The four keys to a lasting marriage are faithful, free, fruitful, and total love, as we explain in our newly released book on Catholic marriage. Pope Francis stresses these same four themes in his recent exhortation Amoris Laetitia (Joy of Love). Our last article looked at what the pope had to say about the first key, faithfulness, and this post looks at his praise of personal freedom, the second key.
Some people fear that marriage or family life will restrict their freedom. But in Amoris Laetitia, Pope Francis asserts that faithful love and personal freedom are not contradictory. He says:
“freedom and fidelity are not opposed to one another; rather, they are mutually supportive, both in interpersonal and social relationships. … Honouring one’s word, fidelity to one’s promises: these are things that cannot be bought and sold. They cannot be compelled by force or maintained without sacrifice” (214).
Freedom is not the same as license, the pope reminds us. “It is easy nowadays to confuse genuine freedom with the idea that each individual can act arbitrarily, as if there were no truths, values and principles to provide guidance, and everything were possible and permissible,” he laments (34). This false idea of freedom leads people to sweep aside their commitment to love “whenever it proves inconvenient or tiresome” (id.). A self-centered lack of faith in the future is the opposite of true freedom.
“Free love” and “free choice” have become dirty words in some circles. But true “freedom of choice makes it possible to plan our lives and to make the most of ourselves” (33). A freedom enriched by “noble goals” and “personal discipline” is precisely what allows each of us “to give oneself generously to others” (id.).
A person who knows how to give love freely and generously will patiently wait for a free gift of love in return. “Indeed, the deeper love is, the more it calls for respect for the other’s freedom and the ability to wait until the other opens the door to his or her heart,” states Pope Francis (99). A mature love does not fear:
we do not have to control the other person, to follow their every step lest they escape our grip. Love trusts, it sets free, it does not try to control, possess and dominate everything. This freedom, which fosters independence, an openness to the world around us and to new experiences, can only enrich and expand relationships. … [T]his freedom makes for sincerity and transparency, for those who know that they are trusted and appreciated can be open and hide nothing. Those who know that their spouse is always suspicious, judgmental and lacking unconditional love, will tend to keep secrets, conceal their failings and weaknesses, and pretend to be someone other than who they are (115).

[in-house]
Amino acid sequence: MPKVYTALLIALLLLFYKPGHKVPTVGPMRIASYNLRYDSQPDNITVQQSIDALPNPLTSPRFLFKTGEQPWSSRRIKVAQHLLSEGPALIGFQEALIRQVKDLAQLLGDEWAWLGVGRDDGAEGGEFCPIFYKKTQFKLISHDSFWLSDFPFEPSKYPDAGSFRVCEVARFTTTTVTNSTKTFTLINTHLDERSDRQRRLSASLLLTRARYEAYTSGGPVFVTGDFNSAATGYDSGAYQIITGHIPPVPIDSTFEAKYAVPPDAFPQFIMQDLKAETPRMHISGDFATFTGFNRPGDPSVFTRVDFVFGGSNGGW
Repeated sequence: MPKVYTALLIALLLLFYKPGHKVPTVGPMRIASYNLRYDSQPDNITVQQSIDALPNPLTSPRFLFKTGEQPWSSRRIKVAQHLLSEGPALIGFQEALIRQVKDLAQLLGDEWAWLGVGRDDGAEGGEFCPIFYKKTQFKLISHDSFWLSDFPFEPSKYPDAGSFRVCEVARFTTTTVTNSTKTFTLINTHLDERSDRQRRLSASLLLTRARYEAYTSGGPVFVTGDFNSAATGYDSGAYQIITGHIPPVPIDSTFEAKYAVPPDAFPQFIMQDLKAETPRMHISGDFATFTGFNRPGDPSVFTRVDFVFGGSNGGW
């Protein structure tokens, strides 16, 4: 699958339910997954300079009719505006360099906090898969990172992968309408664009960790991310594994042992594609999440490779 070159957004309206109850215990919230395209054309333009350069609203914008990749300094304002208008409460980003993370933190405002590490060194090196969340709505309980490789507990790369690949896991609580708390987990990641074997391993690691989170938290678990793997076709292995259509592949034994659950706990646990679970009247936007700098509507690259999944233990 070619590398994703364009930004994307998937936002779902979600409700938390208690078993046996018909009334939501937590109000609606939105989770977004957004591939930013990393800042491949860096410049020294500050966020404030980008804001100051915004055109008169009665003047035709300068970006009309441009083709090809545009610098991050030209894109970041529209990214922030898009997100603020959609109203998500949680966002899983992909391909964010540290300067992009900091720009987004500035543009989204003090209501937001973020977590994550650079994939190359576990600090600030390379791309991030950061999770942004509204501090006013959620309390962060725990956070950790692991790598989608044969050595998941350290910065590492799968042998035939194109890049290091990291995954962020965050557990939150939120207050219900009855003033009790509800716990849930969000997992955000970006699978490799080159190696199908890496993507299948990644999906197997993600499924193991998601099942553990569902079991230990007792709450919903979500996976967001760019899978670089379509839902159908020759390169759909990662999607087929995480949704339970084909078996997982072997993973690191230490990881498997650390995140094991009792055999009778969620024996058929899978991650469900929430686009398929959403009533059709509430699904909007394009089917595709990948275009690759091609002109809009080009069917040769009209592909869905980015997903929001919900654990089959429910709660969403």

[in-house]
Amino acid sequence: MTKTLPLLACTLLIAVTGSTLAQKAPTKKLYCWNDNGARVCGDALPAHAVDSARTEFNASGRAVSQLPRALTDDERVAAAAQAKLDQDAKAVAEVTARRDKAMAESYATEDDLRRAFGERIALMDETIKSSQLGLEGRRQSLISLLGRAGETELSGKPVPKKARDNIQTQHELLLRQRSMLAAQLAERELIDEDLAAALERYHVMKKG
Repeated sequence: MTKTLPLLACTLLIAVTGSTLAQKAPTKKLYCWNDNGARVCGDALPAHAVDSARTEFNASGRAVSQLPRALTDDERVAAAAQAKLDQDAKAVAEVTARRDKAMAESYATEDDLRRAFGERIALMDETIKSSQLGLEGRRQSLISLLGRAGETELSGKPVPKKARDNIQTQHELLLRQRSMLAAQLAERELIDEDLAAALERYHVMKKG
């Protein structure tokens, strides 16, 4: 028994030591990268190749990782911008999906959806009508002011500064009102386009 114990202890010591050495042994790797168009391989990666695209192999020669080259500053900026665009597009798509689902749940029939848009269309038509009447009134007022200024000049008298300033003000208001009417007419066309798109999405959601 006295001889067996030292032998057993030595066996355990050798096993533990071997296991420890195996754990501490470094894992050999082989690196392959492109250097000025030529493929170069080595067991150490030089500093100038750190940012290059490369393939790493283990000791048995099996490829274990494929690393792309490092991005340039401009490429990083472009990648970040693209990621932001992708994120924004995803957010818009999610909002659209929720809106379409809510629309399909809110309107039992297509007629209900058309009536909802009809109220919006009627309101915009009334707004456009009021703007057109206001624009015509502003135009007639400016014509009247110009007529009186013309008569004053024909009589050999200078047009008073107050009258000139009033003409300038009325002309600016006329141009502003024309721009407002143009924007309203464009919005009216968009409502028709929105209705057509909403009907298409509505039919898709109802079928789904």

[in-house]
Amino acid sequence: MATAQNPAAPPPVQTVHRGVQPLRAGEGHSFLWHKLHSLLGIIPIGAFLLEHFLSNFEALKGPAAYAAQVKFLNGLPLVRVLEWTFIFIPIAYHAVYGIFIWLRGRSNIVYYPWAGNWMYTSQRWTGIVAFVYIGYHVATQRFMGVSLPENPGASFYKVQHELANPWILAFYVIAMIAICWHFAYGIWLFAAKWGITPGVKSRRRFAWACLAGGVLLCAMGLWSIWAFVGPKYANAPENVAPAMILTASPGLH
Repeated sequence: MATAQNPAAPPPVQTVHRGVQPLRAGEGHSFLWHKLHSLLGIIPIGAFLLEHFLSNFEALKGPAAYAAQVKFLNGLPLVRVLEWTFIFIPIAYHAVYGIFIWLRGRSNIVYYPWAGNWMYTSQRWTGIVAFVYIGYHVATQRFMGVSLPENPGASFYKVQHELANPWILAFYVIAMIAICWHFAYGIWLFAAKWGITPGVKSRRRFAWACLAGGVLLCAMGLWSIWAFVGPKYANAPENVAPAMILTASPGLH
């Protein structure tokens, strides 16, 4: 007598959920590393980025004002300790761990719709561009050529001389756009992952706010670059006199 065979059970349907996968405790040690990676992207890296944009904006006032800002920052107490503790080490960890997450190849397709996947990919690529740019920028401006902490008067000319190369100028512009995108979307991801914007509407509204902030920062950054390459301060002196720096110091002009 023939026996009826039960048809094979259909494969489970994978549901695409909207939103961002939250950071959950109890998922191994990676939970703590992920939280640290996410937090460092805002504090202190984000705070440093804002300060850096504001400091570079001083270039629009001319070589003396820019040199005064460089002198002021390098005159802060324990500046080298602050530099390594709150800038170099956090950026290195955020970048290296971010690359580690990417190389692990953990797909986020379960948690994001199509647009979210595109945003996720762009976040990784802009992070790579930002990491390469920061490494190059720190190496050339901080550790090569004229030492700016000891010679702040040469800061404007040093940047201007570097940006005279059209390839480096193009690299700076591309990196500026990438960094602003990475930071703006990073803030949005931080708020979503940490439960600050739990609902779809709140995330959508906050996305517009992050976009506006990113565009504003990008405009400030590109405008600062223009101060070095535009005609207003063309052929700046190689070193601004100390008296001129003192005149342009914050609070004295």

A person who knows how to love freely and generously will also willingly take second place, realizing that the first place in every person’s life, even a spouse, belongs to God. Francis explains: “There comes a point where a couple’s love attains the height of its freedom and becomes the basis of a healthy autonomy. This happens when each spouse realizes that the other is not his or her own, but has a much more important master, the one Lord” (320).
Just as loving spouses don’t seek total control over each other, they don’t seek to micromanage their children’s choices either, according to Pope Francis. Instead, the parents’ responsibility is teach their children “the wise use of freedom” (274). He explains:
Obsession … is not education. We cannot control every situation that a child may experience. …. What is most important is the ability lovingly to help them grow in freedom, maturity, overall discipline and real autonomy. Only in this way will children come to possess the wherewithal needed to fend for themselves and to act intelligently and prudently whenever they meet with difficulties. The real question, then, is not where our children are physically, or whom they are with at any given time, but rather where they are existentially, where they stand in terms of their convictions, goals, desires and dreams (261).
As children develop their own personalities and talents and discover their own path, they can teach their parents as much as their parents have taught them. “Inevitably, each child will surprise us with ideas and projects born of that freedom, which challenge us to rethink our own ideas. This is a good thing,” maintains the pope (262).
In short, freedom in family life “is something magnificent,” he says (267).